(iv) In relation to cooperation in security and defense, the two sides signed an MoU on defense cooperation in September 2011 in five areas: establishing mechanisms for dialogue, maritime security, search and rescue, UN peacekeeping operations, and humanitarian assistance and disaster relief. Both sides are implementing an $18 million package to support Vietnam’s Coast Guard, announced by Secretary of State John Kerry during his visit to Vietnam in February 2013. In October 2014, the US declared a partial lifting of the ban on weapon sales to Vietnam.

   (v) Besides relations  at Governmental level, cooperation between localities and people to people exhange have been also increasingly  promoted, which benefits the local economies and contributes to enhancing mutual understanding between the two countries.

What are the barriers and challenges to overcome so that Vietnam - US relations can achieve even greater results over the next 20 years and beyond?

I would like to mention three challenges as follows:

Firstly, how to fully exploit common points of interest between the two countries, especially in economics, trade and investment, science and technology, as well as education and training. These are areas with much potential for further development. The US needs to further open its market to Vietnamese products, reduce trade barriers, especially in anti-dumping and anti-subsidy cases. It should soon recognize Vietnam as a market economy and  satisfy Vietnam’s benefits more actively in TPP negotiations. On our side, Vietnam must make efforts to create a more clear and attractive investing environment for US investors.

Secondly, there is a need to find more effective ways for relations to overcome historical difficulties and look forward to the future. To do this, the US should demonstrate due responsibility and provide more active assistance in overcoming the consequences of war  in Vietnam. The initial contribution of the US in demining issues, Agent Orange/Dioxin, and searching for Vietnamese MIAs has been noteworthy but should be further strengthened in the time to come, especially regarding support for victims of Agent Orange/Dioxin.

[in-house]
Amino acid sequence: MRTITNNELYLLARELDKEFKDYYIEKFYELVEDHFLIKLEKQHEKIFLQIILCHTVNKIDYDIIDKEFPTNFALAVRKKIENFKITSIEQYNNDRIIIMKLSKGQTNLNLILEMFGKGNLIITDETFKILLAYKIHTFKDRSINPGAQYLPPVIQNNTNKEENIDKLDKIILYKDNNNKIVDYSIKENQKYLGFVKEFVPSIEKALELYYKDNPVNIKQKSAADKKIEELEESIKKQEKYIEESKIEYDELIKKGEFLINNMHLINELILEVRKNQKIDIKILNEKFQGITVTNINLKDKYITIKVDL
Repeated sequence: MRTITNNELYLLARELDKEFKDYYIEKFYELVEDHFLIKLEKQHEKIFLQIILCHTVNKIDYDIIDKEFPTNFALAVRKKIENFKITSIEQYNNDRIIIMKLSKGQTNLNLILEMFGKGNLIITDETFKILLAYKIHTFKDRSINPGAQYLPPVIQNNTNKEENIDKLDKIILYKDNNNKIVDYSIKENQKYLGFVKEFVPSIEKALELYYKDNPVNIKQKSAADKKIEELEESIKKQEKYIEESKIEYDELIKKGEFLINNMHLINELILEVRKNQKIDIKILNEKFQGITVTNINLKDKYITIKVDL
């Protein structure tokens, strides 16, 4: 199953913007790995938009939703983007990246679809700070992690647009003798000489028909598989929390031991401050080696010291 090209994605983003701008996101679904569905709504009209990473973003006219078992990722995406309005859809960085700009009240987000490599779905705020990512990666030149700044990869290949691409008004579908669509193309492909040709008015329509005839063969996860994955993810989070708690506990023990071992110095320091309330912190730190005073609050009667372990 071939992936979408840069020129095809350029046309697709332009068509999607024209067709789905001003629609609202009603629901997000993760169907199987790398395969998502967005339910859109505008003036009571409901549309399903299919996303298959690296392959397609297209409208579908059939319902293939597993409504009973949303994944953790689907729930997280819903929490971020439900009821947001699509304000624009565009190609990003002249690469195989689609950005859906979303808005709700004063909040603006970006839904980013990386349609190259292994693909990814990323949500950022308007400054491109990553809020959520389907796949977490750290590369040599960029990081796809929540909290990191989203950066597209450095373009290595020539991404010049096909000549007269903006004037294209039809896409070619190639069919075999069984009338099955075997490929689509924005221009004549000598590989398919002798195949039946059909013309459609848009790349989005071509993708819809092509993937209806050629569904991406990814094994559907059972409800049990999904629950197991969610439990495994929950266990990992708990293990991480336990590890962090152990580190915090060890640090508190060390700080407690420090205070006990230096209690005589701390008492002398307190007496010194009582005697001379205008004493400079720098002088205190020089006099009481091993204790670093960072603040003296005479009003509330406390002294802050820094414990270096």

Thirdly, the two sides should narrow down and overcome their differences and disagreements, especially in matters regarding democracy and human rights. The two sides already have established dialogue on these matters. In joint statements between the two countries, and most recently in the joint statement issued during the visit to the US by President Truong Tan Sang, as well as in statements and contacts between the two countries, the two sides have underlined principles of US – Vietnam relations, including respect for the independence, sovereignty, territorial integrity and security of each side, their political institutions, and non-interference in the internal affairs of one another, with mutual respect, equality, and benefit. The key matter is the full implementation of these principles and statements is matched with action. Relations between states, especially the relationship that has been through ups and downs in history like between Vietnam and the US, can only be developed to a new level on the basis of mutual understanding and respect, including respect for the choice of political regime and the means of development.

What advantages can the two countries rely on to strengthen economic, trade and investment relations over the next five to ten years?

Besides the challenges mentioned above, I think that opportunities for closer ties and multi-sided cooperation between the two countries, especially in economics and trade, are significant in the years to come. I would like to highlight three points.